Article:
PORTLAND, Ore.--Active collision avoidance systems will eventually be built into every vehicle, according to Freescale Semiconductor, which also predicts that drivers are only getting a taste of the totally driverless options slated for adoption circa 2020. For this decade, however, active collision avoidance--today available only on luxury models--will slowly become the norm, according to Freescale, which has a new chip set to make the transition smoother.
The market could eventually include every vehicle worldwide. In fact the U.S. National Highway Traffic Safety Administration (NHTSA) is currently soliciting public comment to adding crash-avoidance ratings to its current five-star evaluations by 2015. The European version of NHTSA has already announced that it will mandate crash-avoidance systems in its five-star rating system starting in 2014. Insurance providers are on-board too, saying that cars with Autonomous Emergency Braking (AEB) report 27 percent fewer rear-end collisions and 14 percent fewer front-end collisions, along with a combined reduction in injuries. And that's just from the luxury models with radar today.
"Today active-radar systems are proven to increase safety, but are quite expensive. Also the size of their boards is too large for use all around the car--two challenges to using radar more commonly in vehicles." said Mark O'Donnell, a senior product manager at Freescale. "Freescale's new chip set addresses both these challenges with a solution that watches all around the vehicle and is inexpensive enough that vehicle manufacturers can offer radar across their whole vehicle lineup--not just the premium line cars."
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Advanced driver assistance systems (ADAS) today watch the road ahead and behind, preforming routine tasks like cruise control and parking assistance most of the time, but during emergencies can actively brake or steer to avoid a collision. ADAS requires both a foolproof radar range finder and reliable intelligent algorithms that can ascertain active control braking and steering tactics to avoid accidents.
So how does this affect those people driving older cars who can't afford buying driver assistance systems? Another thought: what research has been done regarding the effects of all this radar on people's health? There are already questions about the effects of RF from cellphones. I would think this would have just as much effect or more!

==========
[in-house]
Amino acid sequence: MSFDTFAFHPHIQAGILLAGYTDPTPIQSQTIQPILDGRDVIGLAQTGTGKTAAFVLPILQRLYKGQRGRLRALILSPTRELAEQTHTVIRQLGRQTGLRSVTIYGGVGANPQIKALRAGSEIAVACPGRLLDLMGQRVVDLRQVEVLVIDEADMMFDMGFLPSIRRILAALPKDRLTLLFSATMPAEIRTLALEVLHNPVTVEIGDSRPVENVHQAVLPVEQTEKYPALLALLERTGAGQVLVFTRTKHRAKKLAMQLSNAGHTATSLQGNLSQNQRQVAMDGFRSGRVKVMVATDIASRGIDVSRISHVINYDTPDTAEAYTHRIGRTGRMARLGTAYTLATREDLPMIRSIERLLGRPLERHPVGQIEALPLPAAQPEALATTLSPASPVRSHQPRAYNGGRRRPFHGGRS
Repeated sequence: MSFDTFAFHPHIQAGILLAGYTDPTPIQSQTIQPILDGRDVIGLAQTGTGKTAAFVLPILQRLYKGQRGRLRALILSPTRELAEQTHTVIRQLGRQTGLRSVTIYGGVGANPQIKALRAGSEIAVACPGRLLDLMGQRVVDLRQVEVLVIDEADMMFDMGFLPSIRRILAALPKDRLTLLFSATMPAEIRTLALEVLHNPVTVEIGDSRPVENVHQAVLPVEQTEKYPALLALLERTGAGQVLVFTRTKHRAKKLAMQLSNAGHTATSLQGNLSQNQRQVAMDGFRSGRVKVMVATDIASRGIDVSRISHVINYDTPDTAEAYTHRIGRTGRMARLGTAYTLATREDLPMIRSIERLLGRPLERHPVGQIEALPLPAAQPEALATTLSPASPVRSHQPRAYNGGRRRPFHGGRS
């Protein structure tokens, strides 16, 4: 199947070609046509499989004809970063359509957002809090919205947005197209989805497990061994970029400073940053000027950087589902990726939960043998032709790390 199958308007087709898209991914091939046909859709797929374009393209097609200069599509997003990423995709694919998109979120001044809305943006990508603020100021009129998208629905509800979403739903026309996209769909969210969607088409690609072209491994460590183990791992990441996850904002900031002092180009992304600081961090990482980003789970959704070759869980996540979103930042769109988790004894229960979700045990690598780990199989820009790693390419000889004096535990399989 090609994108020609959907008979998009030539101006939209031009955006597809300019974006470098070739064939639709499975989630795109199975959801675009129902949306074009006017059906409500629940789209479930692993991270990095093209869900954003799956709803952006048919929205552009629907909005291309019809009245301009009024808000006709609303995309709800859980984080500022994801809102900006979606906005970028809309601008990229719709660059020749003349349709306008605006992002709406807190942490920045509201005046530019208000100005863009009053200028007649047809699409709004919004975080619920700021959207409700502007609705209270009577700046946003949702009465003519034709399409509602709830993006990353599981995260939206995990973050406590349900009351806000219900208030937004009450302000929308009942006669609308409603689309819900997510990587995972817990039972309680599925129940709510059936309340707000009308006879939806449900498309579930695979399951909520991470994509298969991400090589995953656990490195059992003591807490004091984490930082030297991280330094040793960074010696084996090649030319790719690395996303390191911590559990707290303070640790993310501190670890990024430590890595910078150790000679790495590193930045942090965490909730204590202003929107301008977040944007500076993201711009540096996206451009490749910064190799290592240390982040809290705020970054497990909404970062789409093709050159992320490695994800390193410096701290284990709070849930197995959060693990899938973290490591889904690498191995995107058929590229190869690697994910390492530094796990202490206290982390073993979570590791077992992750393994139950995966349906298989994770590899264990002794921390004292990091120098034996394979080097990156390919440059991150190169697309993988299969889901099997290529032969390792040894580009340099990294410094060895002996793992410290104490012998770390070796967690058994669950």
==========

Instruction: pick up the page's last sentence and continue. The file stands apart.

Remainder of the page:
DrQuine, well put. I do wonder about the same thing. I am not saying decisions by a driver are always the safest. But what happens what a driver was intending to do was different from what a car wants to do? Who trumps whom?
When I learned to drive, there were about 45,000 motor vehicle fatalities per year, at a rate of 3.25 fatalities per 100 million miles driven in the US. In 2010, there were 33,000 total deaths for a rate of 1.11 per 100 million miles driven.
The two vehicles I drive both have excellent visibility - because that's one of my key criteria. They also have 150,000 and 180,000 miles on them and are still going strong. I'll take that over older cars any day.
Now, I would not want to lose the freedom to drive, should I want to, but I would welcome the freedom to make the choice to drive or sit back and be driven. I'd also welcome to freedom from the risk of being crunched by drunk, careless or unskilled drivers.
Give us all active collision avoidance and I expect that we'll be safer on the highway at 120 mph than we are now at 60. I'd like the freedom to drive 120, or be driven at 120.
Some accidents waiting to happen have multiple "solutions". I'm wondering what happens when the automatic accident avoidance system implements plan "A" as I'm implementing plan "B". Years ago as anti-lock brakes were being introduced, many of us got at cross purposes with the accident avoidance systems. Driving an unfamiliar (rental) car and pumping the brakes at the same time that the anti-skid system was pumping the brakes meant we both lost. I'm more worried about steering strategies that differ or the car deciding to accelerate around a problem while I'm planning to stop quickly. Even if my approach takes priority, the automated system has started me down the wrong path.
I cannot fathom why anyone would be comfortable with all this "drive-by-wire" in their vehicle. What ever happened to true driver training and education? Today's version is so watered down by litigation happy attorneys that we are raising a bunch of airheads behind the wheel. I would much prefer to drive a vehicle without deadly/injurious airbags, "5 mph bumpers", anti-lock brakes, DRLs, and visibility reducing beltlines, etc. Today's cars are just overpriced pieces of crap. And hybrids/e vehicles are at the bottom of the pile with their huge initial carbon footprint and pollution footprint from lithium mining, as well as the ensuing end-of-life battery problem. Sorry, but I just cannot embrace this encroachment on my freedom.
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